The Different Types of Mechanics
The popular image of a mechanic is someone who works at a local automotive repair shop, dealing with customers on an individual basis and running their own independent business. However, mechanic schools teach their students that the field of vehicle and equipment mechanics is actually quite varied, and the scenario described above is only one of many different possibilities that await you once you have completed your courses.
Mechanics can generally choose whether they want to specialize in a specific field, or remain generalists who can work in a number of different industries. For automobile mechanics, independent garages are of course always an option. However, there are also significant opportunities to be found working in dealerships. Dealership mechanics can often focus more on the task at hand without the distractions of customer management, which makes it a good choice for those who prefer to spend most of their time with vehicles rather than clients. Fleet mechanics are in a similar position, where they are charged with the maintenance and repair of cars, trucks, and other heavy equipment belonging to a large corporation, a rental car agency, or even a municipality or other government entity.
There are also several positions open to mechanics which step outside the world of traditional repairs. Motorsports mechanics and technicians work in a team environment supporting the efforts of a season-long racing campaign. This includes diagnostic work, repairs, troubleshooting, and analysis of vehicle performance through testing. Race teams can field a number of different kinds of vehicles – trucks, cars, even motorcycles – in various on- and off-road settings. Extensive travel is often a part of this type of mechanical career, and dealing with this extra stress isn’t often taught in any mechanic school.
Heavy equipment mechanics, on the other hand, face a different type of challenge from the excessive strain and stress put on construction, mining, and logging equipment during the course of a regular work day. This type of mechanical work doesn’t just involve large trucks but also earthmovers, skidders, mobile drills, and cranes. It can also mean spending time on job sites, some of which may be in isolated parts of the world.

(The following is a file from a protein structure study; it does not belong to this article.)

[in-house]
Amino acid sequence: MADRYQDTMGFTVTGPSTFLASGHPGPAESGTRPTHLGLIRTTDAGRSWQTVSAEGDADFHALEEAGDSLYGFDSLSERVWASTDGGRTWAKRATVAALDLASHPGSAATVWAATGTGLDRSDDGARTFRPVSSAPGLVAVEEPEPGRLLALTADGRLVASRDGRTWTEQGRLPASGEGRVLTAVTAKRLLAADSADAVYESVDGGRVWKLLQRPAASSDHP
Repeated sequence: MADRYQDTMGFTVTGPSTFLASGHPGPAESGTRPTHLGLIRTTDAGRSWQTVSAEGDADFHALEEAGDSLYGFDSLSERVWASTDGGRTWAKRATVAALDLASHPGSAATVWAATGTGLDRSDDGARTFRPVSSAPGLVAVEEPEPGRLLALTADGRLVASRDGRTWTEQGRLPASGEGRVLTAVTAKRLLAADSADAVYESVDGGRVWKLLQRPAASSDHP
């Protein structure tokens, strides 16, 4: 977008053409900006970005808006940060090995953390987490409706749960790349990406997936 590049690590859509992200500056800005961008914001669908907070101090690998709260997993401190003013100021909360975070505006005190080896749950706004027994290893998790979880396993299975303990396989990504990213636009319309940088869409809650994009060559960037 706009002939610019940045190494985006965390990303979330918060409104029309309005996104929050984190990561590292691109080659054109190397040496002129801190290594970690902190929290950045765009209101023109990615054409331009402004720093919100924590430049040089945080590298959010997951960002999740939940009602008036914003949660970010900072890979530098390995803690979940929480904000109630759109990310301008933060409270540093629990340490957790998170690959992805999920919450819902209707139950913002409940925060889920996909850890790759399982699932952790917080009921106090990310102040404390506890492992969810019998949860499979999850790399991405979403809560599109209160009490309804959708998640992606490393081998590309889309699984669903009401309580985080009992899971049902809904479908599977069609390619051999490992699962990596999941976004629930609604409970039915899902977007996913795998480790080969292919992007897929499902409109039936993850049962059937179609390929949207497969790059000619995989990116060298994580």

At a different end of the spectrum are the smaller, more personal forms of transportation that require mechanical specialization. Some mechanics decide to focus on motorcycles, all-terrain vehicles, and snowmobiles as part of an effort to provide services to the recreational side of the industry. In contrast to fleet and dealership work, riders of these types of vehicles are often very much in touch with the workings and feel of their equipment, which adds a new dimension of communication to the job of a mechanic. Small engine repair courses at mechanic schools are the best way to prepare for this type of work.
As you can see, there are many different types of mechanics working across a wide range of different specialties. When choosing a career as a mechanic, it is important to consider all of the different options that are available to you, and investigate each facet of mechanical work that you might be interested in. Ultimately, you will be the one in the best position to decide what type of lifestyle and work is best suited for your future.